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Blair hails NTL Free Everything ISP plans

Goes live 17 April

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Internet Security Threat Report 2014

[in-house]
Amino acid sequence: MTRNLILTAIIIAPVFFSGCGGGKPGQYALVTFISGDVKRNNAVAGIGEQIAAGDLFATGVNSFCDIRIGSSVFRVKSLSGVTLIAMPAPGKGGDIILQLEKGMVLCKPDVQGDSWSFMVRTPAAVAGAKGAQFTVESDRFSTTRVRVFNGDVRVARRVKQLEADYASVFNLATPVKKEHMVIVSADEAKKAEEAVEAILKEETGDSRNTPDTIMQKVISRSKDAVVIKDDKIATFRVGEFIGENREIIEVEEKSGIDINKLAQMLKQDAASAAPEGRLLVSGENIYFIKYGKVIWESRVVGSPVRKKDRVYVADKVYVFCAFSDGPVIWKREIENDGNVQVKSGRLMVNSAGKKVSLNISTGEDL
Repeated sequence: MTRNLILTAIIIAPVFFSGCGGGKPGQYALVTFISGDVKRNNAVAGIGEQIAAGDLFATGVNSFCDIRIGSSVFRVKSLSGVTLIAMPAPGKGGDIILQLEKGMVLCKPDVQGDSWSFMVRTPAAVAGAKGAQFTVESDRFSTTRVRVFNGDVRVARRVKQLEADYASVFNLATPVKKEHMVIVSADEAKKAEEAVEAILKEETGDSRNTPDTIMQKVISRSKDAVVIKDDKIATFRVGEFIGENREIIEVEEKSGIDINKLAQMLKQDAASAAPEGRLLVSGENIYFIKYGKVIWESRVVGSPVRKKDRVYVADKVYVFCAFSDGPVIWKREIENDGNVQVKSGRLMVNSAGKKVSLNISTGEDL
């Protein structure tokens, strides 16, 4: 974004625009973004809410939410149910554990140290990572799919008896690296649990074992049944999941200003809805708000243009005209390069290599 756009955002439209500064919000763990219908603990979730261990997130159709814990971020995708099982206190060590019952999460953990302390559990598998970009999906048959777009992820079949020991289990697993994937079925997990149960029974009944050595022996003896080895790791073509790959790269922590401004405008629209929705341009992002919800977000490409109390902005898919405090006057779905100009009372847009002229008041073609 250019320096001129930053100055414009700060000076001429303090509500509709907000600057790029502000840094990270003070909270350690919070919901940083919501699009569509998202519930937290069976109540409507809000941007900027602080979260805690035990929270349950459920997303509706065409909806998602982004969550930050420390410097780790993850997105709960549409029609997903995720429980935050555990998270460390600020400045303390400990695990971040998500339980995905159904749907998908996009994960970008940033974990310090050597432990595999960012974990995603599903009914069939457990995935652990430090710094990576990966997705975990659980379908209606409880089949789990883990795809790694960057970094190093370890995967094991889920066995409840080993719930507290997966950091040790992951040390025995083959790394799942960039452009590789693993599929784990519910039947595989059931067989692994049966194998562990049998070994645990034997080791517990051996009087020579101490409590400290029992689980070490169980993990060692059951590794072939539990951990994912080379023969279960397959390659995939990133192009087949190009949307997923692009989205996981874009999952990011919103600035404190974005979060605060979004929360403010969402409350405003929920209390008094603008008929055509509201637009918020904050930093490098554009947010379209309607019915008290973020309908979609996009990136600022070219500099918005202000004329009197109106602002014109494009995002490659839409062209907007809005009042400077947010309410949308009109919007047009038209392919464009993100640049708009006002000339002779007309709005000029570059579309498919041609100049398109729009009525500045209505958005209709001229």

NTL boss Barclay Knapp will today announce a subscription-free, unmetered access Internet service for everyone. And - get this - Tony Blair will hail the service as a "significant announcement". Hats off to NTL, Britain's biggest cable telephony company, for squirrelling an endorsement out of the Prime Minister. But what will other Internet services have to say about this? And will the City mark down BT shares yet again? Blair will deliver his pat-on-the back for NTL, when he delivers a speech, announcing that every British citizen should be able to go online in the next five years, the FT says. "We have to make sure people are not excluded from this revolutionary technology," he will say, according to the FT. "We have to have an internet for the people. We have to democratise the new economy. We must ensure it is open to all." The FT carries an astonishing quote from "an insider at the prime minister's office", who says the NTL accolade should not be seen as a snub to BT. "We put pressure on the whole industry and everyone's responded," the insider said. "The NTL offer is a step change and a world first, which leapfrogs us beyond the US, but we are not anti-BT: they are part of getting the cost down." Clearly, the government has learned its lesson from the Brown debacle of a couple of weeks back, when the chancellor (with help from a misreported FT article torpedoed BT's share prices by calling for cheaper Net access). But what about the hubris of "the insider"? Blair is jumping on the free Net bandwagon. His government has done nothing to start it rolling. NTL is to offer its free Internet access service to everyone - not just customers, and not just people within its cable areas. The service goes live from 17 April, but it's not clear if there is a trial period. Users must sign Customers must sign up to NTL's telephone service and agree to spend at least £10 per month on telephone bills. NTL says it can make the maths work because it is able also to squeeze ecommerce revenues from the Net service and sell other packages such as digital TV on top. In other words, it's a cross-subsidy situation. But unlike Alta Vista UK, which announced its free for all ISP plans yesterday, this time it is not a content company subsidising a telephony business - it is a telephony company taking the plunge. BT is by law unable to cross-subsidise its services, so the free access plan should deliver a massive boost to NTL. ®

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